This is especially important in dry climates. It is recommended to plant in clay-rich soil since it is water-retentive. Squeeze a pinch of dirt between your fingers before you water. You likely don't need to water it immediately if it sticks together. You should also water your plants in the evening when the sun has gone down. By doing so, there is less chance of the water evaporating.
It is just as important where you water as when. Even though those leaves look dry and wilted, the only place water really needs to go is to the roots. Spraying the leaves has the potential to cause mold or even burn marks from the sun.
Something like that would destroy vegetables like lettuce and spinach that are mostly leafy. In addition, you should avoid watering from just one side but instead water the roots from all sides. You don't want one side of the plant to get most of the nutrition, so as you water it, make sure you are covering both sides of the root.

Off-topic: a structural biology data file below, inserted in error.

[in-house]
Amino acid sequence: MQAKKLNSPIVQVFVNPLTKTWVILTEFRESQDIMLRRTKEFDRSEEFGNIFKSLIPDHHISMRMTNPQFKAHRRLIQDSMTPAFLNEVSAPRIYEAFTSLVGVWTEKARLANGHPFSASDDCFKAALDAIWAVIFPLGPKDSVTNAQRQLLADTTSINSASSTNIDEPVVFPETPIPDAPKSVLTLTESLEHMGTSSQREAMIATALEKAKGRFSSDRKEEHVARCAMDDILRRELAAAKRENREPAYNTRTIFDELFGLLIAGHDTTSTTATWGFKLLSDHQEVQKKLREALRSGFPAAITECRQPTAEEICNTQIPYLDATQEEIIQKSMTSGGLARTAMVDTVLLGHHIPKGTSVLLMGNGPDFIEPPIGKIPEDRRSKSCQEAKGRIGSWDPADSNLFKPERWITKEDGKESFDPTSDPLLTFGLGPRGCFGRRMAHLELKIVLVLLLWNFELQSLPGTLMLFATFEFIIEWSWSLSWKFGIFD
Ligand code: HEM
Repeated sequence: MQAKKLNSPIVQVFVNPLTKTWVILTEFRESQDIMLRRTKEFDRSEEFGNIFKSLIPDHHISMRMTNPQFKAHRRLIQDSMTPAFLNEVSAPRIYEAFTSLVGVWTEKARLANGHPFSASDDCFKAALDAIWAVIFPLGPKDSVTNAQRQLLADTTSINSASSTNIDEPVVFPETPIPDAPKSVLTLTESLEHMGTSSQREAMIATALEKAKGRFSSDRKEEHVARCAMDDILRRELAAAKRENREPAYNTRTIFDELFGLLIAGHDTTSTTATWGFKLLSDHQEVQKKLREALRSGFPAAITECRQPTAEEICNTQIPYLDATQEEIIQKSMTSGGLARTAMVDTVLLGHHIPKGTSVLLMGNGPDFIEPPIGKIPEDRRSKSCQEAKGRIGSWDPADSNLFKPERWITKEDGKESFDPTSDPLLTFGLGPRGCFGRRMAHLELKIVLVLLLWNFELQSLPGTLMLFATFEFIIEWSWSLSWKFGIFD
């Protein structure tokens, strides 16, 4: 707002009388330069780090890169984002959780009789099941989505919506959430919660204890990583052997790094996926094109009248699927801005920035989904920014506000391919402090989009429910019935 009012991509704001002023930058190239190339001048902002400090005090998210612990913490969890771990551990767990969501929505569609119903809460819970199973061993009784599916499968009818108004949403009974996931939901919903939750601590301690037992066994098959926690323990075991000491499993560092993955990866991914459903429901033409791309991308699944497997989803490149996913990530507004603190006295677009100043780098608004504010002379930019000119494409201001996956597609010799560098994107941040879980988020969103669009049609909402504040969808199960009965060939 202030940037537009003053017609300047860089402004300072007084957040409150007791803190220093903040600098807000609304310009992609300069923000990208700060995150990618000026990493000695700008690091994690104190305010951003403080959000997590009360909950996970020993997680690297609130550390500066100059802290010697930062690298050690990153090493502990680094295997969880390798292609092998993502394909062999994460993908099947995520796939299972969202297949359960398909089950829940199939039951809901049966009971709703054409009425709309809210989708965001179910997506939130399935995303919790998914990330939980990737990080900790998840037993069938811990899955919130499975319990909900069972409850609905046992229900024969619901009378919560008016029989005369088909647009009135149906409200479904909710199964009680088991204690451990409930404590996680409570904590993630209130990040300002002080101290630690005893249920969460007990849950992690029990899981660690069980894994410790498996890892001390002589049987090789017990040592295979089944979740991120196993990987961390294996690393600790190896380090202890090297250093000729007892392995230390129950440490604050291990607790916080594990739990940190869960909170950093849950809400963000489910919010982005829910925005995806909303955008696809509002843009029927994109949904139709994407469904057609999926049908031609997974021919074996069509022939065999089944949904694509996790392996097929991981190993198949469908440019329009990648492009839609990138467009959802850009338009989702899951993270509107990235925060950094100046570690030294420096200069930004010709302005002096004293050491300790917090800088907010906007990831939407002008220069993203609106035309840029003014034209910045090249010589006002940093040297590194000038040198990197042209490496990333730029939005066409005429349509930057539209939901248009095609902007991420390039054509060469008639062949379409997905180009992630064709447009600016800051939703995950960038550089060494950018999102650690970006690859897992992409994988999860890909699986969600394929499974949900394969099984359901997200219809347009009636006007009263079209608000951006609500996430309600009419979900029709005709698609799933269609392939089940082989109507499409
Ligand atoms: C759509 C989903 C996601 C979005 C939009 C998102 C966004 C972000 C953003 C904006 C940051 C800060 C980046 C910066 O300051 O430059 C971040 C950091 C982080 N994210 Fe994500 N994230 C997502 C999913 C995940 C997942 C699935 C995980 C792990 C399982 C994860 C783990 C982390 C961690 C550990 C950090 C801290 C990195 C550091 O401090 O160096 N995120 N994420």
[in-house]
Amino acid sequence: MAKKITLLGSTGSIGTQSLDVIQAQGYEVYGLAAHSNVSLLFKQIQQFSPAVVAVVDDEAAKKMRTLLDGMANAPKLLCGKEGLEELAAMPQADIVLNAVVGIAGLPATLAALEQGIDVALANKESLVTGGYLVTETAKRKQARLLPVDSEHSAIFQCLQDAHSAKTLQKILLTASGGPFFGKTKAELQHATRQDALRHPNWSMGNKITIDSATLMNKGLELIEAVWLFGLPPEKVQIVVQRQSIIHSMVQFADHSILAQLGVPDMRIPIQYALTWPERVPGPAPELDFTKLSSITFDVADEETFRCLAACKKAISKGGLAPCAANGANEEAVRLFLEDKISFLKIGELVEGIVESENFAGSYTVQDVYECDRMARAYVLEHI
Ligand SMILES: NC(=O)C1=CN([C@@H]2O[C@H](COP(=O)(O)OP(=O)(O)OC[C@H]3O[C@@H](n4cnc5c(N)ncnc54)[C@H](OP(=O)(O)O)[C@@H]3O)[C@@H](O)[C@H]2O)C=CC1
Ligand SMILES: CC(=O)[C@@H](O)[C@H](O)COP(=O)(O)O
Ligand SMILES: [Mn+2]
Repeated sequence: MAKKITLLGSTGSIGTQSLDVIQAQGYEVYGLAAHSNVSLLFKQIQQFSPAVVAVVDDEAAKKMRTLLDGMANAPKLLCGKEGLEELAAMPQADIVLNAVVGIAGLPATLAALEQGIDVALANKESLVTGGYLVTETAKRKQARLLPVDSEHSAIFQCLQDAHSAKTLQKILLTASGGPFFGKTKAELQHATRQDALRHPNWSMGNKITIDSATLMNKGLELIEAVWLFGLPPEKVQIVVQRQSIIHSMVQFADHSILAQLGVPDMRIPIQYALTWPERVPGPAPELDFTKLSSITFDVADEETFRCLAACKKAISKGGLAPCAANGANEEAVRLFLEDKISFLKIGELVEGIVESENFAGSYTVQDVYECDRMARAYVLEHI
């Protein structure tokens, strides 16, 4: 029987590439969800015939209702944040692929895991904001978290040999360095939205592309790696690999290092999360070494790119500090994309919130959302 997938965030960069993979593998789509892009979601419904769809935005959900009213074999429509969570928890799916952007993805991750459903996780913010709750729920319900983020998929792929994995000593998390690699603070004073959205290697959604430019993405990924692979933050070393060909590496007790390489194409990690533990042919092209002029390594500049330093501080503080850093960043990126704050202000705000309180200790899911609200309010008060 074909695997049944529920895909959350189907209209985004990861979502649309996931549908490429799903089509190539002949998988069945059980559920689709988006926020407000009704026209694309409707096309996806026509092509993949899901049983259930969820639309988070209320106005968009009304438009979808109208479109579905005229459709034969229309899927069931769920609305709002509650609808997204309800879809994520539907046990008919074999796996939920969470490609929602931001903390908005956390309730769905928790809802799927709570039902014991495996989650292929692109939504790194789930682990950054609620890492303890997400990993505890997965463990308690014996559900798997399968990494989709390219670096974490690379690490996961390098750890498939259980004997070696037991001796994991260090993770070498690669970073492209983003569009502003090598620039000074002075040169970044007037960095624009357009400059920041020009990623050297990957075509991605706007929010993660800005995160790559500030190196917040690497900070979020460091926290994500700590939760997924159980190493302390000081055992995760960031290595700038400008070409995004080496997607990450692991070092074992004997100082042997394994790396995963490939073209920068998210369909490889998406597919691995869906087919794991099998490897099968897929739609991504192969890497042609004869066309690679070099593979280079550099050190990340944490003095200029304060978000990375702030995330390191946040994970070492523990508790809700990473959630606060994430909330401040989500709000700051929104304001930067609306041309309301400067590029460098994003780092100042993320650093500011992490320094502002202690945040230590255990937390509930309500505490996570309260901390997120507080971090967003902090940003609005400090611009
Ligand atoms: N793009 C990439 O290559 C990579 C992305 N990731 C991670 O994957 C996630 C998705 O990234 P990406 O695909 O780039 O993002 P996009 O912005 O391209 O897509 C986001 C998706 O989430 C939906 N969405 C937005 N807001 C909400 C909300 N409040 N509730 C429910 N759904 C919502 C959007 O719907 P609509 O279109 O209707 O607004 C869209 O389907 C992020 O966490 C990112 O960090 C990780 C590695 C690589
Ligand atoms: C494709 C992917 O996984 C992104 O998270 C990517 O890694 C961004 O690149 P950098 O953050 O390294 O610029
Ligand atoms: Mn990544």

As a final tip, don't rely on the rain to water your garden. Overhanging trees can prevent the water from being distributed evenly. A good rain will soak the ground on top but that doesn't mean it’s given enough water to the roots to skip a few days. Use your finger as a dipstick to check how far the rain has soaked into the ground. Your plants will appreciate the extra attention
Get a head start
The trend of growing your own vegetables at home has become increasingly popular in recent years. Indoor gardens are small and easy to maintain. The products are marketed toward those who love gardening but are unable to do so during the winter. The seedlings can also be used by anyone who wants to create seedlings early and get an extra round of crops.